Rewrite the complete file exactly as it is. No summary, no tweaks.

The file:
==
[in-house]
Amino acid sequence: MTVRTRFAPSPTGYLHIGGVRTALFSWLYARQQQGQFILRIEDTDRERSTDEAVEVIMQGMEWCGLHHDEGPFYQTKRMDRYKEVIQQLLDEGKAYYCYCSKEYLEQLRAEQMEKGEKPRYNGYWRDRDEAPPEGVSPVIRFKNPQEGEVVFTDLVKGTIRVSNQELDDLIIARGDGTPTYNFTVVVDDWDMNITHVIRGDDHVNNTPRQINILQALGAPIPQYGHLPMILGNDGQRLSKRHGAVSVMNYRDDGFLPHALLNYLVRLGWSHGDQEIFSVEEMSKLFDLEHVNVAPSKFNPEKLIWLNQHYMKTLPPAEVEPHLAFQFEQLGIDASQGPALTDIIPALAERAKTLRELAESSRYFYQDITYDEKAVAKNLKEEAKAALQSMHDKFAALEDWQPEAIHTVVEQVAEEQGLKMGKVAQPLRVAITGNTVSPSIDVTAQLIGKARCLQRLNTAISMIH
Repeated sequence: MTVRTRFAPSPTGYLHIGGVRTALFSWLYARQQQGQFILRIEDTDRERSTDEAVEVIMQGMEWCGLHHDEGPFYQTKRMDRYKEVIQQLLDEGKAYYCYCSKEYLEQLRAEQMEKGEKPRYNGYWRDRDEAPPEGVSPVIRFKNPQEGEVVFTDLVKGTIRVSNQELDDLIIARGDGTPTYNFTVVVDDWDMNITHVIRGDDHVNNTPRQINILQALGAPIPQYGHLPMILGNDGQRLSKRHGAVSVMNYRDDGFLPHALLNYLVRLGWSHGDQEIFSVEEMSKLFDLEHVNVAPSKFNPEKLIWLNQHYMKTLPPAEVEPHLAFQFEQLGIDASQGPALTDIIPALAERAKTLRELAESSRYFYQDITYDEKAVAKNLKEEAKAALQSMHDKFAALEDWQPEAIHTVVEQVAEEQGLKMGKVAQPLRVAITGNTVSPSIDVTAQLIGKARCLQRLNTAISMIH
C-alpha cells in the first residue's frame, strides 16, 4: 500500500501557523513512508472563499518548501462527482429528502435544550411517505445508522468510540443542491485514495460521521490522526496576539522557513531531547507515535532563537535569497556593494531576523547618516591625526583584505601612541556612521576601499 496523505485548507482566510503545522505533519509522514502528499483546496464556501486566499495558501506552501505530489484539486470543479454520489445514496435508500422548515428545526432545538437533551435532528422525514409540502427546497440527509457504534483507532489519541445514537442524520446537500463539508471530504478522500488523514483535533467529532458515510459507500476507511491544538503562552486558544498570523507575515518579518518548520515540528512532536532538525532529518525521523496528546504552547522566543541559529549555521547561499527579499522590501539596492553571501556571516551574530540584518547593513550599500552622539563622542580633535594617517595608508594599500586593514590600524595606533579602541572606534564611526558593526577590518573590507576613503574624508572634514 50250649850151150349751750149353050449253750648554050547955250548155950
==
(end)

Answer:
[in-house]
Amino acid sequence: MTVRTRFAPSPTGYLHIGGVRTALFSWLYARQQQGQFILRIEDTDRERSTDEAVEVIMQGMEWCGLHHDEGPFYQTKRMDRYKEVIQQLLDEGKAYYCYCSKEYLEQLRAEQMEKGEKPRYNGYWRDRDEAPPEGVSPVIRFKNPQEGEVVFTDLVKGTIRVSNQELDDLIIARGDGTPTYNFTVVVDDWDMNITHVIRGDDHVNNTPRQINILQALGAPIPQYGHLPMILGNDGQRLSKRHGAVSVMNYRDDGFLPHALLNYLVRLGWSHGDQEIFSVEEMSKLFDLEHVNVAPSKFNPEKLIWLNQHYMKTLPPAEVEPHLAFQFEQLGIDASQGPALTDIIPALAERAKTLRELAESSRYFYQDITYDEKAVAKNLKEEAKAALQSMHDKFAALEDWQPEAIHTVVEQVAEEQGLKMGKVAQPLRVAITGNTVSPSIDVTAQLIGKARCLQRLNTAISMIH
Repeated sequence: MTVRTRFAPSPTGYLHIGGVRTALFSWLYARQQQGQFILRIEDTDRERSTDEAVEVIMQGMEWCGLHHDEGPFYQTKRMDRYKEVIQQLLDEGKAYYCYCSKEYLEQLRAEQMEKGEKPRYNGYWRDRDEAPPEGVSPVIRFKNPQEGEVVFTDLVKGTIRVSNQELDDLIIARGDGTPTYNFTVVVDDWDMNITHVIRGDDHVNNTPRQINILQALGAPIPQYGHLPMILGNDGQRLSKRHGAVSVMNYRDDGFLPHALLNYLVRLGWSHGDQEIFSVEEMSKLFDLEHVNVAPSKFNPEKLIWLNQHYMKTLPPAEVEPHLAFQFEQLGIDASQGPALTDIIPALAERAKTLRELAESSRYFYQDITYDEKAVAKNLKEEAKAALQSMHDKFAALEDWQPEAIHTVVEQVAEEQGLKMGKVAQPLRVAITGNTVSPSIDVTAQLIGKARCLQRLNTAISMIH
C-alpha cells in the first residue's frame, strides 16, 4: 500500500501557523513512508472563499518548501462527482429528502435544550411517505445508522468510540443542491485514495460521521490522526496576539522557513531531547507515535532563537535569497556593494531576523547618516591625526583584505601612541556612521576601499 496523505485548507482566510503545522505533519509522514502528499483546496464556501486566499495558501506552501505530489484539486470543479454520489445514496435508500422548515428545526432545538437533551435532528422525514409540502427546497440527509457504534483507532489519541445514537442524520446537500463539508471530504478522500488523514483535533467529532458515510459507500476507511491544538503562552486558544498570523507575515518579518518548520515540528512532536532538525532529518525521523496528546504552547522566543541559529549555521547561499527579499522590501539596492553571501556571516551574530540584518547593513550599500552622539563622542580633535594617517595608508594599500586593514590600524595606533579602541572606534564611526558593526577590518573590507576613503574624508572634514 50250649850151150349751750149353050449253750648554050547955250548155950